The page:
And of course, my first salmon, and the 3rd fish I've ever caught in my entire life! A lot of very jealous fisherman are not going to like this picture...

And she was delicious! Nothing like a fresh silver or "coho" salmon. Jake the science teacher/fisherman extraodinare smoked her out that night.

Saturday, September 8, 2007

First XC meet was TOP NOTCH!

Got to see some trees in the village 60 miles north of Shaktoolik for the Cross Country meet today. The Koyuk Invitational Meet was a blast, a race filled with huge hills and twisty roads! The kids in Koyuk are very open though--one of them asked me why I had such a big nose. I told him it was so I can smell lot of different things. He kept pointing at things far away and asking me what they smelled like. He pointed to a tire across town and I said, "Smells like rubber!" He thought that was amazing. Koyuk is very different from Shaktoolik geographically, take a look:

This is Shaktoolik from the air. See the tiny dots? Those are houses.

Here is a very tired Dorinda walking up a Koyuk road.

The race was awesome! Dorinda took 8th place and Marie took 5th. Here they are at the starting line. Yup, that's all of the high school girls from like 6 villages who run xc.

They even have lots for sale in Koyuk that teachers can buy! One Koyuk teacher bought a lot and put herself a yurt on it! I asked her if it gets cold in the winter, and she just laughed pointed to the woodpile. Not much wood though, at least by Washington standards. Maybe it doesn't take a lot to heat a yurt?

The Koyuk store got a fresh shipment of Mushrooms ($3.50), Granny Smith Apples (8$ for 10 apples--a real steal), and Green Peppers (one big pepper for 1.50). I know you're not supposed to capitalize vegetables, but I am really happy to get these! They were to celebrate my win! I placed first in the open race with a time of 20:06 (not too shabby for 5k). Everyone who wants to run gets to run up here.

Everyone was very tired at the end of the day though. Here we are flying back. Bart was very excited to get 3rd place with a time of 21:00. If he takes another minute off of his time, he might go to state in Palmer!

Wednesday, September 5, 2007

Things taken for granted

A lot of you probably wonder how a "normal" day runs for me, so let me break it down for you:

7:00 am--wake up to the same alarm clock I've had for 10 years. It's a good alarm clock! Recently, the sun has been rising after 7:30, so I get to see a nice sunrise with breakfast.

8:00 am--Head to school. The 30 second commute is brutal.

9:00 am--School starts, my Success For All reading class is first for 1.5 hours. The curriculum is insanely scripted, so there is very little preparation on my part. I have 4 students, ages 10-13, who are all 5th grade level readers.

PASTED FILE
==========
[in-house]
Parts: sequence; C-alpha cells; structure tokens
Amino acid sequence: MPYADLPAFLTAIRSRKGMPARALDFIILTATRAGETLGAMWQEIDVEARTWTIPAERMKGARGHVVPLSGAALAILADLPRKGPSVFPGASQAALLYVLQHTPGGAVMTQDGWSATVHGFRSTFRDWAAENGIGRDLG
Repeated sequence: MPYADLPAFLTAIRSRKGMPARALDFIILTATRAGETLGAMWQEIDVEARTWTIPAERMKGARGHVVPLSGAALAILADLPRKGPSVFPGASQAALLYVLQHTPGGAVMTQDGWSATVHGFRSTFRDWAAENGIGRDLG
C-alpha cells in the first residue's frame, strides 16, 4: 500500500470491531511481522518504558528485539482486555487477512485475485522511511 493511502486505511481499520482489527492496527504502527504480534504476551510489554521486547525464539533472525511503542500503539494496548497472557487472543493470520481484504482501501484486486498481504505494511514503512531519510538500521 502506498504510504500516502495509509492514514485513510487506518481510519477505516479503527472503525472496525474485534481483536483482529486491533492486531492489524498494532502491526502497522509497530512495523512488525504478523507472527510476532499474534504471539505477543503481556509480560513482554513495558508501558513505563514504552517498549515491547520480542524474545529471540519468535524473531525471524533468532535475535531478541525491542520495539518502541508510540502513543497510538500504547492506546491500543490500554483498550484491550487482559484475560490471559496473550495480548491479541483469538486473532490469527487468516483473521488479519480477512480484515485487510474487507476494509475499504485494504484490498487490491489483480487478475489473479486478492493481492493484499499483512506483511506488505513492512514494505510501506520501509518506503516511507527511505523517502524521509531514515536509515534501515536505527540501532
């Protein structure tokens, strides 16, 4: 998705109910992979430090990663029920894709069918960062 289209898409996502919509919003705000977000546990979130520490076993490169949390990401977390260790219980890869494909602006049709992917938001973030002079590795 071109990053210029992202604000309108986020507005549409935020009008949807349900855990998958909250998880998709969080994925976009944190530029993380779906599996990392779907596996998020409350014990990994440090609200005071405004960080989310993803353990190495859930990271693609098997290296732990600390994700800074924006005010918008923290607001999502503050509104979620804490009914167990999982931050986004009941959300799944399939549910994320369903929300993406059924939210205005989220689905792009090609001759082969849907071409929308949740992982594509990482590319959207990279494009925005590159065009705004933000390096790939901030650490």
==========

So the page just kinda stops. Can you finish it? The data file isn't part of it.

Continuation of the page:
10:35 am--Levels 5/6 math. 9 students ages 10-15. This is my biggest class, so I have a paraeducator. Weird, huh?

11:25 am--Lunch! Choice of food A or food B that I prepared on Sunday. I try to avoid working during lunch via the advice of the one and only Ms. Plantz.

11:55 am--Levels 7/8 math. 4 students ages 12-15. Trying to instruct them all at once but I will have to start doing more individual tutoring soon.

12:45 pm--Levels 9/10 math. 4 students ages 15-18. Similar to the previous hour.

1:40 pm--Prep time, will someday be tutoring time, but I really need the extra preparation time and the other teachers are generous because this my first year.

2: 40 pm--Middle Level Project Period. 8 students ages 11-15. I supposedly teach technology, career skills, life skills, and cultural awareness. My hardest class to plan for, because the students need to be individually working on projects and there are 8 different students at different levels. I probably need to model what individual project work looks like.

3:30 pm--School is out! Spend the next half hour cleaning up and in meetings.

4:00 pm--Cross country practice. Go out and run/discuss running with the team.

5:00 pm--Come home, across from the school and unwind. Eat cookies =), read a book, draw something. My Grandma sends me the Christian Science Monitor news, which I actually enjoy reading with a cold glass of Ovaltine/powdered milk and a snack.

6:00 pm--Back to the school, more planning, grading, etc.

8:00 pm--ish. Email friends and family. Post to blog. Rely on the internet for crucial life functions. Etc.

9:00 pm--Prepare for the next school day. That reminds me, I need to go into the basement and look for some dowels for the tetrahedral kites we are building.

10:00 pm--ish, get back home. Get ready for sleep.

That's not how every day has been going, but a majority of them run like this. I like my sleep, so I have been getting 8+ hours a night! It's FANTASTIC. My next plan is to post some pictures of my classroom. I am currently laminating a bunch of stuff...

Saturday, September 1, 2007

Shaktoolik X-C Fundraiser

We started a little fundraiser so we could buy some jerseys for the X-C team:


Our first fundraiser for our cross country team, a movie night! After many attempts to rig up a working contraption, I had a dvd player and projector playing Arthur and the Invisibles on the open wall space in my classroom. That's Leonard, the community activities director, taking some pictures in the foreground.

We had two-thirds of the cross country team helping out in the fundraiser--Marie and Dorinda. Here they are selling some concessions. Lisa on the far left graduated last year, and she was helping out, too! Marie is holding little Jakie and Leslie is in the front, munching on some popcorn.

Linda the principal was out in the hall taking ticket money. She's been a wonderful principal and is originally from Montana. We ended up making 150 dollars for 2 different movies--one for kids and one for teens.

And just so everyone knows, my apartment feels very "Jess" now and I have my living room set up. The Mad Max picture really gives the whole place some good feng shui!